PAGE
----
Newbie Freeholder

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    Newbie Freeholder

    Hi all,

    just wonder if somebody can advise as to how to approach the situation.

    Property is in the bad condition, due to previous freeholder having no interest in the property.

    One of the leaseholders decided not to do any property upkeep unless there is a threat from the council/solicitor letter.

    So now I'm a new co freeholder and wonder how to approach property repairs.

    I think all works would take between 50-80k roughly. There are certain things which need to be done as priority - 5k roughly.

    So the question how best to approach the non complying leaseholder so that not to loose forfeiture threat and not to get the accusation of historical neglect levelled at freeholders?


    Is there a management company between the freeholder and leaseholders? If not then I would write a letter to each of the leaseholders and explain that you are the new owner. You should tender for the works and get 3 quotes. You should prioritise the works as depending on the costs and the number of leaseholders, they may not be expecting such a large outlay if they haven't received a bill for a number of years.


      Thank you, no there is no management company.

      Lease is self repairing but the problem leaseholders are not aware of leaking roof, falling masonry etc.

      Everybody else could see it.

      So it is not the question of not expecting but simply refusing because the freeholder didn't give a damn


        I hope you will inform the leaseholders of change of freeholder and give the contact address for serving of legal notices to freeholder.. You should buy a copy of the RICS Residential Management Code which is the guide for managing agents.

        It better to write a short report on the existing poor condition of the building and what remedial work is required immediately and over the next one or two years. Also provide a budget cost and what contribution may be demanded from each flat over the next 2-3 years. Suggest you find a surveyor to write the report in case someone challenges you .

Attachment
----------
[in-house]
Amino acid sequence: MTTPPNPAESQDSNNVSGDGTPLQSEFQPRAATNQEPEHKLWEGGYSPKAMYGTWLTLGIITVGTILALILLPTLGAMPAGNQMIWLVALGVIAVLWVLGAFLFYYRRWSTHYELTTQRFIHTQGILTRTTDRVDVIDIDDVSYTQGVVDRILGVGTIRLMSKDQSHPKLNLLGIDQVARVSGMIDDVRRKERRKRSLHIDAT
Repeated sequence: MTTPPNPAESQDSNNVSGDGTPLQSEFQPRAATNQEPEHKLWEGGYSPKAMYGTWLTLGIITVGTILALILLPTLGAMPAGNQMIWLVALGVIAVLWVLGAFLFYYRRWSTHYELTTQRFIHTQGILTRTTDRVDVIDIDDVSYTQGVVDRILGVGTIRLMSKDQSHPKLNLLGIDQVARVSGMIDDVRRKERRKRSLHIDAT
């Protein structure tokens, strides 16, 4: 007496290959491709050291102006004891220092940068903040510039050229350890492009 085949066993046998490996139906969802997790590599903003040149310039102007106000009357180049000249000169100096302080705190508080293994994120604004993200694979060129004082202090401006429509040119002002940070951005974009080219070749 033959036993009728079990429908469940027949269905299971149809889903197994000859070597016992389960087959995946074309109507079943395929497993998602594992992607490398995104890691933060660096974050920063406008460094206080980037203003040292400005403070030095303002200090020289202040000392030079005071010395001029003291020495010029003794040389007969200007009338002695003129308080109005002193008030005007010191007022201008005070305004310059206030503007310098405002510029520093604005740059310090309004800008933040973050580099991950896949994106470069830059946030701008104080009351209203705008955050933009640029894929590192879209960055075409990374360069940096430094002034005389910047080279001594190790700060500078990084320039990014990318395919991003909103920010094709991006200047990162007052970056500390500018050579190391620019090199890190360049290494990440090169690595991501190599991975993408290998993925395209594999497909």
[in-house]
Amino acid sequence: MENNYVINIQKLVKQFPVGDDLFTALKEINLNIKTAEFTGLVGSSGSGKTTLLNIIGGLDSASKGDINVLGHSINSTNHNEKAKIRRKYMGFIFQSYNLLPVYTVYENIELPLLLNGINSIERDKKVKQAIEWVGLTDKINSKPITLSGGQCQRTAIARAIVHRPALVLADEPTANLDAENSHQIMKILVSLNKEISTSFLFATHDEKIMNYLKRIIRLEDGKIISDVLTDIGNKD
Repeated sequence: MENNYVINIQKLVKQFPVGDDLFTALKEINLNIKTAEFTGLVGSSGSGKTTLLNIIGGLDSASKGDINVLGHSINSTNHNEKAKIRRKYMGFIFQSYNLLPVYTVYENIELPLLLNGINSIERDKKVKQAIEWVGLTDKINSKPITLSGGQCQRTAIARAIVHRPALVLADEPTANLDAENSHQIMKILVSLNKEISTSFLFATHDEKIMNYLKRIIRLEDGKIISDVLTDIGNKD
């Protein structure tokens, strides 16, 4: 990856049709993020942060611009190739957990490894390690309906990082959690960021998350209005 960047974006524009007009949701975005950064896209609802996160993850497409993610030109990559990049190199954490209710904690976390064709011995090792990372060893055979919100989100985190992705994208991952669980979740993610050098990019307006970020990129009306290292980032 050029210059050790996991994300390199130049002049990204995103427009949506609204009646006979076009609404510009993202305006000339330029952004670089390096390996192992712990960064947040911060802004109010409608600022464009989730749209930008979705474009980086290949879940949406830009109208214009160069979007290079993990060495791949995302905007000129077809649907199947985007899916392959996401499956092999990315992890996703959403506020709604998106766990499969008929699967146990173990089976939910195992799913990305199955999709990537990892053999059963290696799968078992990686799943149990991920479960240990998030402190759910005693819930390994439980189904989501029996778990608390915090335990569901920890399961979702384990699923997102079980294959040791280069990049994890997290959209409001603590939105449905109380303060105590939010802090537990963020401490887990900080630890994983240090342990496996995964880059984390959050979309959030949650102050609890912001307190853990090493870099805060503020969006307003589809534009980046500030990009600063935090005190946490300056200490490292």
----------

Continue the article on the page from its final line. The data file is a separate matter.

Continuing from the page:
Make some suggestion for finding the finances e.g by adding to existing mortgage or get a 5 year loan from say Sainsbury or Tesco bank .

        For ground rent arrears , you need to send every one in arrears , a statement of ground rent owing. and give warning that you will claim in the small claims court if it is not paid.


          Your second response mentions that the lease is ‘self repairing’. Do you mean that the leaseholders need to arrange their own repairs between them? This is unusual, but not unknown.

          Have you read the lease to see if there are directions on issuing something like a repair notice or other procedure for ensuring the leaseholders carry out the repairs if they are the responsible party?


            Hi, yes we know that we need to send the notification re change of freeholder.

            Yes, that's where the caveat lies - ideally we would like non participating leaseholder to sell.

            But one of co freeholders would like to move sooner (thank you, Chancellor) so it would be counterproductive for them.

            At the same time - the most urgent repairs will benefit the property and sale price.

            Re lease - yes, lease is self repairing and the freeholder could give notice for repair.

            We do expect that the leaseholder will start participating once given a notice for 1st round of repairs.
            However if all the repairs listed they may not participate unless there is a court order.

            So there is a delicate balancing act.


              In most leases , the leaseholder of flats pay a contribution to the freeholder or management company for maintenance of the building.

              Does the wording in your lease state " self repairing " and what this means ? Does it mean each flat is given a different part of the building to maintain ?


                Gordon999, according to solicitors - you have acquired a lease which simply does not oblige the freeholder to repair, and where you have to engage with the other leaseholders to deal with repairs. If the leaseholder refuses, you can ask the freeholder to take action against that lessee but at your cost. It is very unsatisfactory but not uncommon for converted houses with older leases

                Leaseholders are to keep the property in good repair and if freeholder gives notice they must repair the property

                we are still waiting for clarification on service charges but believe none exist


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